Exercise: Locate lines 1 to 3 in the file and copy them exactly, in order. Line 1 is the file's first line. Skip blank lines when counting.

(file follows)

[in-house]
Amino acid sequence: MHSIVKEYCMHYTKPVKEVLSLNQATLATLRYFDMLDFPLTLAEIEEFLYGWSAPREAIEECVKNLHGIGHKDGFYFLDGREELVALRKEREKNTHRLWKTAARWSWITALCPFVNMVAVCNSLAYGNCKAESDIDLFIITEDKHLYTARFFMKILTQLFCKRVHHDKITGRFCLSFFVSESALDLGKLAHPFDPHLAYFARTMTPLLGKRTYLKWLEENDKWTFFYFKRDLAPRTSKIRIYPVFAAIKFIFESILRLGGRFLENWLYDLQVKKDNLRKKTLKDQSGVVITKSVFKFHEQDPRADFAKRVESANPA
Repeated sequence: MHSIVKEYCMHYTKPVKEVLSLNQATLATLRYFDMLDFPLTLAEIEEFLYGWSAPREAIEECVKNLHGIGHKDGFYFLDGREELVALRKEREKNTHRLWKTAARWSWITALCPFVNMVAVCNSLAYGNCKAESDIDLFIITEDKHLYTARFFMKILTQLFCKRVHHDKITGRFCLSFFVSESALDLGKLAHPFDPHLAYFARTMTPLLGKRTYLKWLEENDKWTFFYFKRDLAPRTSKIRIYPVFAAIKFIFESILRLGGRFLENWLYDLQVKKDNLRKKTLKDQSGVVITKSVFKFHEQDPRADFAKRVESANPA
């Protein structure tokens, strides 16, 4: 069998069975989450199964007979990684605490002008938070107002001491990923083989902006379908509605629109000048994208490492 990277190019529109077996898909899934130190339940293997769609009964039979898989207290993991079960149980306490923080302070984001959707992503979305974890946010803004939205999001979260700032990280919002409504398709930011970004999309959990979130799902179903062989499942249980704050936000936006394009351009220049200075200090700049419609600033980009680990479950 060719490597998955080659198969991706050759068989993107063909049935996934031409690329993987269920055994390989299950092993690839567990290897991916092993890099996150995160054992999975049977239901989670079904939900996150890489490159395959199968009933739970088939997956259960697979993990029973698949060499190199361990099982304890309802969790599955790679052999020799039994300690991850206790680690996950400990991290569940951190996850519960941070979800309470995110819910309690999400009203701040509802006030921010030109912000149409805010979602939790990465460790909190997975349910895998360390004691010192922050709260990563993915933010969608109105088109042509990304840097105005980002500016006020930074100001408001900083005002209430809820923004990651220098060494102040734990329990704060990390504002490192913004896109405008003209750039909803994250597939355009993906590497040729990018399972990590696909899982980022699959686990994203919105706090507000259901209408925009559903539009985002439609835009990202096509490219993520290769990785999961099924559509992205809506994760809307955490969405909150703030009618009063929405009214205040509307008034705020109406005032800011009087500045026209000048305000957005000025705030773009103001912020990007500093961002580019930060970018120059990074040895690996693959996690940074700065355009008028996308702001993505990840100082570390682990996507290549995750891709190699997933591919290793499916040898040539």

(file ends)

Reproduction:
[in-house]
Amino acid sequence: MHSIVKEYCMHYTKPVKEVLSLNQATLATLRYFDMLDFPLTLAEIEEFLYGWSAPREAIEECVKNLHGIGHKDGFYFLDGREELVALRKEREKNTHRLWKTAARWSWITALCPFVNMVAVCNSLAYGNCKAESDIDLFIITEDKHLYTARFFMKILTQLFCKRVHHDKITGRFCLSFFVSESALDLGKLAHPFDPHLAYFARTMTPLLGKRTYLKWLEENDKWTFFYFKRDLAPRTSKIRIYPVFAAIKFIFESILRLGGRFLENWLYDLQVKKDNLRKKTLKDQSGVVITKSVFKFHEQDPRADFAKRVESANPA
Repeated sequence: MHSIVKEYCMHYTKPVKEVLSLNQATLATLRYFDMLDFPLTLAEIEEFLYGWSAPREAIEECVKNLHGIGHKDGFYFLDGREELVALRKEREKNTHRLWKTAARWSWITALCPFVNMVAVCNSLAYGNCKAESDIDLFIITEDKHLYTARFFMKILTQLFCKRVHHDKITGRFCLSFFVSESALDLGKLAHPFDPHLAYFARTMTPLLGKRTYLKWLEENDKWTFFYFKRDLAPRTSKIRIYPVFAAIKFIFESILRLGGRFLENWLYDLQVKKDNLRKKTLKDQSGVVITKSVFKFHEQDPRADFAKRVESANPA